Leading the latest ISMG Security Report, some security experts expect the United States government to retaliate against Moscow for interfering in the American presidential election if the Obama administration determines the Russian government was behind the hack of Democratic Party computers.
Bruce Schneier, CTO of Resilient Systems, is busy exploring how IoT - the name given to computerization of everything in our lives - is changing the security world. "We're building a world-sized robot, and we don't even realize it."
An analysis of the GOP platform, which takes a tough stand against Chinese and Russian hackers and suggests 'hack back' as a suitable cyber defense, highlights this edition of the ISMG Security Report. Also featured: reports on mitigating Pokémon Go risks and the growth of the IT security workforce.
While enterprises rebuild or upgrade their security programs, they must guard against over emphasizing technology investments while neglecting staffing issues, says Ben Johnson, chief security strategist at Carbon Black.
By tracking "Indicators of Exposure" - the top techniques attackers could use to hack into any individual enterprise - organizations can better defend themselves against network intrusions and data breaches, says Gidi Cohen, CEO of Skybox Security.
Examining the human factor in the age of cyber conflict and the new healthcare challenge concerning ransomware highlight this edition of the ISMG Security Report. Also, hackers target the Republican convention.
FireEye has dealt with more disruptive data breaches over just the past year than it has since the company was founded 12 years ago. Charles Carmakal, vice president with the company's Mandiant forensics unit, shares tips for handling a breach.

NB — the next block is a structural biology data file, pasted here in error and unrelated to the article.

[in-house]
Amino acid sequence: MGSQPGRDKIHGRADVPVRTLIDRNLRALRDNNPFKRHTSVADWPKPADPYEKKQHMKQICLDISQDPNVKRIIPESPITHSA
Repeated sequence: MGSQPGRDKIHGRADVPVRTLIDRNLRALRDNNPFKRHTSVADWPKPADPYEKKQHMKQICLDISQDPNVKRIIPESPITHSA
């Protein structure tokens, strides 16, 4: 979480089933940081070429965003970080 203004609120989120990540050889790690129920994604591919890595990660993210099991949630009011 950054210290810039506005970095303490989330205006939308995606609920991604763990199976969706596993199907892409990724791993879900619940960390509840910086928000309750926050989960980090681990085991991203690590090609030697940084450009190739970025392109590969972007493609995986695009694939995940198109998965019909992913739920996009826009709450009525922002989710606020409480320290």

An analysis of the record of the U.K.'s new prime minister, Theresa May, on cybersecurity and online privacy and a report on efforts to create an antidote to ransomware highlight this edition of the ISMG Security Report.
In the wake of the controversy over Hillary Clinton's use of private email servers, President Obama voices his concerns about the state of federal government IT security in this edition of the ISMG Security Report.
A bitter battle flares up in the fiercely competitive endpoint protection products market, and uncovering the real impact over Hillary Clinton's email server. These items highlight this edition of the ISMG Security Report.
Missing from the analysis and debate regarding the U.S. government's decision not to prosecute presumptive Democratic Party presidential candidate Hillary Clinton for using a private email server while secretary of state is this simple fact: Secure IT systems aren't tailored to function the way people behave.
One of the unforeseen advantages of the so-called "brain-drain" in cybersecurity is that organizations have had to think outside the IT box and hire staff that don't fit the traditional computer science mold. Jen Miller-Osborn of Palo Alto Networks discusses why diverse backgrounds benefit security.
One of the core values of the cybersecurity framework is to facilitate communication among various stakeholders coming from different technical and managerial backgrounds who must collaborate to build secure IT systems, NIST Program Manager Matt Barrett explains in an interview.
More than 200,000 internet-connected systems remain vulnerable to the OpenSSL vulnerability known as Heartbleed, more than two years after the flaw was publicly announced and related patches released, warns security researcher Billy Rios.
Now a Ukraine bank has reported suffering a $10 million hacker heist via fraudulent SWIFT transfers. Also hear about why attackers often use legitimate IT administrator tools, and organizations' growing use of deception technologies and strategies.